at the most basic level core banking manages financial transactions and their impact on the accounts of its customers. To achieve this it is obviously necessary to hold details of the banks customers (often called customer static data - their names and addresses, for example) or to link into another database that holds that data. Therefore a core banking system will often offer a basic customer database function, often referred to as a Customer Information File or CIF. Often, a core banking system will maintain linkages between accounts and customers. A banking system that holds a single instance of a customers record and then relates all of that customers accounts to that record is said to be customer centric. By looking at the customer a banker will then be able to see all of that customers accounts which enables the bank to manage across the entire customer relationship (CRM or customer relationship management). A core system that holds a list of accounts without linking them back to a single instance of a customer is said to be account centric. In this day of integrated banking services and cross-selling there is little scope for account centric systems, although these may exist in other, more specialised areas of the bank. Internet Banking Services Now monitor, transact and control your bank account online through our net banking service. You can do multiple things from the comforts of your home or office with Axis Bank Internet Banking - a one stop solution for all your banking needs. You can now get all your accounts details, submit requests and undertake a wide range of transactions online. Our E-Banking service makes banking a lot more easy and effective. Features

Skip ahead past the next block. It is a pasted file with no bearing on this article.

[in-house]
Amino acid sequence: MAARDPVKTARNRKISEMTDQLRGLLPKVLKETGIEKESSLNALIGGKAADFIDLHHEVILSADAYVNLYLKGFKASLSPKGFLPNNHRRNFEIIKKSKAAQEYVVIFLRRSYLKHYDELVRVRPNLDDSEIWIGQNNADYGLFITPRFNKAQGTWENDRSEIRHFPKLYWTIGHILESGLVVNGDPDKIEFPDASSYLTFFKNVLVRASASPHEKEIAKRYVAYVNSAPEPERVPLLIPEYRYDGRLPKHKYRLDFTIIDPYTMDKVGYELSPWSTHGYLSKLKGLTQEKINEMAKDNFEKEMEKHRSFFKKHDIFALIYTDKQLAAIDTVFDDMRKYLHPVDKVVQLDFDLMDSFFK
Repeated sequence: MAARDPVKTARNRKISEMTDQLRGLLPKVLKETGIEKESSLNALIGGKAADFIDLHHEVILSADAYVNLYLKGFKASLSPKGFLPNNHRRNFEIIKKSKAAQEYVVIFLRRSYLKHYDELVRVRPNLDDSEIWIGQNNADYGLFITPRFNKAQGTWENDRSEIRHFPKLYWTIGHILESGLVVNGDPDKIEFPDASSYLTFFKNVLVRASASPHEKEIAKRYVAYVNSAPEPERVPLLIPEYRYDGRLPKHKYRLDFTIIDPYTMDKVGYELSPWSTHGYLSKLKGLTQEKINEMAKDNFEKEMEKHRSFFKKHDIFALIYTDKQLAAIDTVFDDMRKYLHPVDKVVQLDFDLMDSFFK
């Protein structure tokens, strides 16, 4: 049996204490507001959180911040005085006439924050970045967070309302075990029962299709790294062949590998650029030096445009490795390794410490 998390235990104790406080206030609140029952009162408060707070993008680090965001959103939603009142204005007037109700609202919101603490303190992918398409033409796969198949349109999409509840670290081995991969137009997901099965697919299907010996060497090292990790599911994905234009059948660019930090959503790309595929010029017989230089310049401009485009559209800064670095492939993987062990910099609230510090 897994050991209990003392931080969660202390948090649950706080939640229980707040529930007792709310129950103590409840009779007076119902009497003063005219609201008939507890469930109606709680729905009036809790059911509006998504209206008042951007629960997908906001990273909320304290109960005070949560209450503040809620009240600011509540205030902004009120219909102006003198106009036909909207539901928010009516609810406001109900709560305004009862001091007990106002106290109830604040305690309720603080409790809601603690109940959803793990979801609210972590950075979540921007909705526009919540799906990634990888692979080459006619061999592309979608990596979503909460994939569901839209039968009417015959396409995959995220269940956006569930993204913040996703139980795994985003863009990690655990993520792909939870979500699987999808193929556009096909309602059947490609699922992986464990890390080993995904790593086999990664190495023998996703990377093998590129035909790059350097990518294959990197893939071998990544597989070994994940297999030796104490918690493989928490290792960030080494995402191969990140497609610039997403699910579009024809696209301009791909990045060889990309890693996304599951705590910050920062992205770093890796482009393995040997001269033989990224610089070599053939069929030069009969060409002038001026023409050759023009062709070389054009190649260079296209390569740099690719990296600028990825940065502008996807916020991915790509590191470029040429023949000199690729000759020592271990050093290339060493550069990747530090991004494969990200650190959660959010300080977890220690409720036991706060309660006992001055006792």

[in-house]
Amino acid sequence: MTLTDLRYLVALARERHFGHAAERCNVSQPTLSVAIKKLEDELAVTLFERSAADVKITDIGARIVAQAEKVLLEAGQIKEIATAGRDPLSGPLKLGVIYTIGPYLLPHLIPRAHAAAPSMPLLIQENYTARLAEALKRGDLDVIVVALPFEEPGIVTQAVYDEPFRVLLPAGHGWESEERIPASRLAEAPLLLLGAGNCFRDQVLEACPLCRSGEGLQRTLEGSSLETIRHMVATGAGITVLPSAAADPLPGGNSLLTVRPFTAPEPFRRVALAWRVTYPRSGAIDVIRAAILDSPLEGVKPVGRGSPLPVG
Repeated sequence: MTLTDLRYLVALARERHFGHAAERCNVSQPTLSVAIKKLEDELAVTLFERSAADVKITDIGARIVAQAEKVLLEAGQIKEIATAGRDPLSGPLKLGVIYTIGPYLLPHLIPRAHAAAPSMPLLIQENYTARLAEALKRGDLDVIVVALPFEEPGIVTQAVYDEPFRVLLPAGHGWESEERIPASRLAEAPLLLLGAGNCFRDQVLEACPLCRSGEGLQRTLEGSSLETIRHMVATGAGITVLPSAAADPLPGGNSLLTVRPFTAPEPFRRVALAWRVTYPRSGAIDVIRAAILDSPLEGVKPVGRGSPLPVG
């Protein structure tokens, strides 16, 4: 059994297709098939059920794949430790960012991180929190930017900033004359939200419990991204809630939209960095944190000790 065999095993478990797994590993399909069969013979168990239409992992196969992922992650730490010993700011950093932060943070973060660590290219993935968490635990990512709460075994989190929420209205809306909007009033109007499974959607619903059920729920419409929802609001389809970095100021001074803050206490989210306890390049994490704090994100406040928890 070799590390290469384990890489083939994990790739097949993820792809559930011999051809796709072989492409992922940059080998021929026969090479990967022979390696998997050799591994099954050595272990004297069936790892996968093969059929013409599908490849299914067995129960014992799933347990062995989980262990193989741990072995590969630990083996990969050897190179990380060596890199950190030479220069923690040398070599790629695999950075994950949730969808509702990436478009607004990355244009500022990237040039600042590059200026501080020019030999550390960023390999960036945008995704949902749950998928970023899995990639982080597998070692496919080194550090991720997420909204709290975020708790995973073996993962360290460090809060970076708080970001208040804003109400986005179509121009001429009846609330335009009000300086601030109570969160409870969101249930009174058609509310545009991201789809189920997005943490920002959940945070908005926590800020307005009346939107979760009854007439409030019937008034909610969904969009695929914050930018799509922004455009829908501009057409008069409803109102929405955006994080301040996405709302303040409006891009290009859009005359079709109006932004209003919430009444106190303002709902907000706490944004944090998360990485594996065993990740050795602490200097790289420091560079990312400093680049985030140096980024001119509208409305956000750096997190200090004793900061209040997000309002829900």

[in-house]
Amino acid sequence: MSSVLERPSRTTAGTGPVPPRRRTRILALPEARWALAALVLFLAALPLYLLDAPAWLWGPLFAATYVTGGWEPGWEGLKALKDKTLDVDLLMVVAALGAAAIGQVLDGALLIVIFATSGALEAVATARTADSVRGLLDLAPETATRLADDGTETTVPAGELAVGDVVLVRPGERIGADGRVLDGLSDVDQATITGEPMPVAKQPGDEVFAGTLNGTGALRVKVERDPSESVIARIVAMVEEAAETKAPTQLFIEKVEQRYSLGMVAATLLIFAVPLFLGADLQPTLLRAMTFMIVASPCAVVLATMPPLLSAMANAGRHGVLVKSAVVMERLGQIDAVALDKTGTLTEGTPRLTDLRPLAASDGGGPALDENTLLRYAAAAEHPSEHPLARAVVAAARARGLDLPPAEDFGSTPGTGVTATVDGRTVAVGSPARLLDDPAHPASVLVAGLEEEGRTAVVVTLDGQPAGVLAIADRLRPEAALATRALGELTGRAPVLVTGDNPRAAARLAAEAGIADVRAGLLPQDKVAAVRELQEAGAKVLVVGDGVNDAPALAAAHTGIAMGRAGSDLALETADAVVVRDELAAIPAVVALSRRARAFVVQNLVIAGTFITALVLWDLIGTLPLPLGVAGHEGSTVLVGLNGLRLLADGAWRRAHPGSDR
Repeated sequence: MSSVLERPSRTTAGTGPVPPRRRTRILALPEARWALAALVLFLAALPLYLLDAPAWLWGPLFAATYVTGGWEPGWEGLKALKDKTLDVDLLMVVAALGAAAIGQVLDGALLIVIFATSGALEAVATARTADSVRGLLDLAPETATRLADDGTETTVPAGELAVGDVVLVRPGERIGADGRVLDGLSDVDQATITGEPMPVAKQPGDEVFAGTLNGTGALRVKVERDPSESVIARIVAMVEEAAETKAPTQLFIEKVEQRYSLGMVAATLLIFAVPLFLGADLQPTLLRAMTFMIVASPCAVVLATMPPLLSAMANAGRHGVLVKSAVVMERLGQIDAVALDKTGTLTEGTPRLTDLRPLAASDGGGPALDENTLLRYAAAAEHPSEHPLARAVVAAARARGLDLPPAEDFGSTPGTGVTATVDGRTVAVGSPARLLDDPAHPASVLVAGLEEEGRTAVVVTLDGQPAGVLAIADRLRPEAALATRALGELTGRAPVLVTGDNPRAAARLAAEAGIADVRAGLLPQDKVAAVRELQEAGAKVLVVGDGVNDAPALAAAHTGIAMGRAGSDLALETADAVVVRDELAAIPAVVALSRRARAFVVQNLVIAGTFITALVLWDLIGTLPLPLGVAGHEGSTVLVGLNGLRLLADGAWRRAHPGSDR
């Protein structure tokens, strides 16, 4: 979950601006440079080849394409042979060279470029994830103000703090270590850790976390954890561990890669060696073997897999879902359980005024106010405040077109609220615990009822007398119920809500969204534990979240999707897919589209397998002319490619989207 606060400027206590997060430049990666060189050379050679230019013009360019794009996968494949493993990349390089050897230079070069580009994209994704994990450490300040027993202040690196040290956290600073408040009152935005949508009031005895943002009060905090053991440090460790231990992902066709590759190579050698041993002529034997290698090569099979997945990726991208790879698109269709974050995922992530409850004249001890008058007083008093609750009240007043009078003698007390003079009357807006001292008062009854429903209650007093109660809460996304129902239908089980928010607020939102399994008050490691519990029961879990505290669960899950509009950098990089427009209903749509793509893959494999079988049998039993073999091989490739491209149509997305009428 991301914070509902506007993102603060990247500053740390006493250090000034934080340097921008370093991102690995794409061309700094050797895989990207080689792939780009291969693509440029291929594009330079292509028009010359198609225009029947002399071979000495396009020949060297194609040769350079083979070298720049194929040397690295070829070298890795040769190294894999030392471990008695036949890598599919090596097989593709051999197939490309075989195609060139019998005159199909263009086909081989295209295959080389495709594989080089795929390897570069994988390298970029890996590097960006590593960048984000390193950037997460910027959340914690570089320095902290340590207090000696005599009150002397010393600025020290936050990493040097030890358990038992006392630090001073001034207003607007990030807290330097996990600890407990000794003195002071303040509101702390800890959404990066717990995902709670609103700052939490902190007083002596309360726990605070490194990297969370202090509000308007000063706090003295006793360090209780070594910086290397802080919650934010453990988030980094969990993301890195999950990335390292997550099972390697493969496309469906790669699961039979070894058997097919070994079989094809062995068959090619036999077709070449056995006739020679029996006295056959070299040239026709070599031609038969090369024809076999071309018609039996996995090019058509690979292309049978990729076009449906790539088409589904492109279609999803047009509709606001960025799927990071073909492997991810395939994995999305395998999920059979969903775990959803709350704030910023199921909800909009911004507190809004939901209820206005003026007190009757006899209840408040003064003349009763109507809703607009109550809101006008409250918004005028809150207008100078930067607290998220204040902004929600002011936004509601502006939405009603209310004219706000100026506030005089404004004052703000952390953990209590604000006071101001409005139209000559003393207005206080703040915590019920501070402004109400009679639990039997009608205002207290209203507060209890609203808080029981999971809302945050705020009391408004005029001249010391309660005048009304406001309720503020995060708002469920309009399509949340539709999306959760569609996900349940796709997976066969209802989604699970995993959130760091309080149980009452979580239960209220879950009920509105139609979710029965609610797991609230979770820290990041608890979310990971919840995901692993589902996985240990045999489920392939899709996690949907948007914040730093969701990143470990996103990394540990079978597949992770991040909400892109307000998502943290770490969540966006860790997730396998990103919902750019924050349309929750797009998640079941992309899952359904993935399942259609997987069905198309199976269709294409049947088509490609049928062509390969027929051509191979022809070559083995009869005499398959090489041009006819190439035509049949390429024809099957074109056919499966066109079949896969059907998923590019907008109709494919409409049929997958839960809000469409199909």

Account Details: View your bank account details, account balance, download statements and more. Also view your Demat, Loan & Credit Card Account Details too all in one place. Fund Transfer: Transfer fund to your own accounts, other Axis Bank accounts or Other Bank account seamlessly. Request Services: Give a request for Cheque book, Demand Draft, Stop Cheque Payment, Debit Card Loyalty Point Redemption etc. Investment Services: View your complete Portfolio with the bank, Create Fixed Deposit, Apply for IPO etc. Value Added Services: Pay Utility bills for more than 160 billers, Recharge Mobile, Create Virtual Cards, Pay any Visa Credit Card bills, Register for estatement and sms banking etc.

Sr. No. 1 2 3 4 5 6 7 8 9 10 11 12 13 14 15 16 17 18 19 20 21 22 23

Internet Banking Services Availability View Account Details/Balance Download Account Statement Request for Stop Cheque Payment Request for Cheque book Create Fixed Deposit View Credit Card Details Pay Credit Card Bills Redeem Debit Card loyalty points View Demat Account Details View your Portfolio Summary/Snapshot Apply for IPO Online View your Loan A/C Details Mail Facility Edit Personal Profile Details Register for e-statement Register for SMS Banking Transfer Fund to Own Axis Bank Account Transfer Fund to Other Axis Bank Account Transfer Fund to Other Bank Account Transfer Fund to Visa Credit Card Recharge Mobile Request for Demand Draft Pay utility Bills Shop online and pay using Axis Bank Internet Banking Indian banks get top billing globally This has resulted in putting 20 Indian banks in their standing globally. In 2010, the UK-based Brand Finance's annual ranking put these banks in the top 500 banks by their brand value. In 2007, only six Indian banks had the top standing globally. To see further growth in the banking sector regulators and policy makers have been emphasising on financial inclusion to cover all sections of the society. Half of India's population does not bank. The regulators and policy makers have started taking a serious view of this. As a result, the top regulator the Reserve Bank of India (RBI) is now encouraging various entities including non-banking finance companies (NBFCs),